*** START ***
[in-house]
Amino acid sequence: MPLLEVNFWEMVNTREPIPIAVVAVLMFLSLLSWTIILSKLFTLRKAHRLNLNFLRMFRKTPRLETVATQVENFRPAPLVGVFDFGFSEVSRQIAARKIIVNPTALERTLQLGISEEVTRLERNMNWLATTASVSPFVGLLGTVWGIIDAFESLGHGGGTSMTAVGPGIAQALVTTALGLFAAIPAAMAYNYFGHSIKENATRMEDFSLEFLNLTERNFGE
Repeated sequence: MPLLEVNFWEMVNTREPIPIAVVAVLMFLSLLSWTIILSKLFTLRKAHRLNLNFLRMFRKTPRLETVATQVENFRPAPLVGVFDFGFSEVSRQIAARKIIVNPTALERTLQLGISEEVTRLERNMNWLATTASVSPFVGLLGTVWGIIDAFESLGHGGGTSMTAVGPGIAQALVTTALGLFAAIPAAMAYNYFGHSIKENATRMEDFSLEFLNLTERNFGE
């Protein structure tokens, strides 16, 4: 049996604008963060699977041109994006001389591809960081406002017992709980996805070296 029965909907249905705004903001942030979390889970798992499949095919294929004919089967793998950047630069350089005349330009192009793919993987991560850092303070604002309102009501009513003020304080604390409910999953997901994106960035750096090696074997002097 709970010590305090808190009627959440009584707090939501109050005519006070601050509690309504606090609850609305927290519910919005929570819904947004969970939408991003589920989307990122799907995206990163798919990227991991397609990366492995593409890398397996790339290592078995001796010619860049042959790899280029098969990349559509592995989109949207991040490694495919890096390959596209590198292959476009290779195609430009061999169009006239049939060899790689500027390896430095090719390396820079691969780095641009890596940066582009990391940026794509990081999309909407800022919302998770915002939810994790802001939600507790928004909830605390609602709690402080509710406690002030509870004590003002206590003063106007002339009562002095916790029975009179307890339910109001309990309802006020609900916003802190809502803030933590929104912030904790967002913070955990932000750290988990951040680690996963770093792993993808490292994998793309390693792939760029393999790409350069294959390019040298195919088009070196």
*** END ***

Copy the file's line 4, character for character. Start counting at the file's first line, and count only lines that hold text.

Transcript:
């Protein structure tokens, strides 16, 4: 049996604008963060699977041109994006001389591809960081406002017992709980996805070296 029965909907249905705004903001942030979390889970798992499949095919294929004919089967793998950047630069350089005349330009192009793919993987991560850092303070604002309102009501009513003020304080604390409910999953997901994106960035750096090696074997002097 709970010590305090808190009627959440009584707090939501109050005519006070601050509690309504606090609850609305927290519910919005929570819904947004969970939408991003589920989307990122799907995206990163798919990227991991397609990366492995593409890398397996790339290592078995001796010619860049042959790899280029098969990349559509592995989109949207991040490694495919890096390959596209590198292959476009290779195609430009061999169009006239049939060899790689500027390896430095090719390396820079691969780095641009890596940066582009990391940026794509990081999309909407800022919302998770915002939810994790802001939600507790928004909830605390609602709690402080509710406690002030509870004590003002206590003063106007002339009562002095916790029975009179307890339910109001309990309802006020609900916003802190809502803030933590929104912030904790967002913070955990932000750290988990951040680690996963770093792993993808490292994998793309390693792939760029393999790409350069294959390019040298195919088009070196």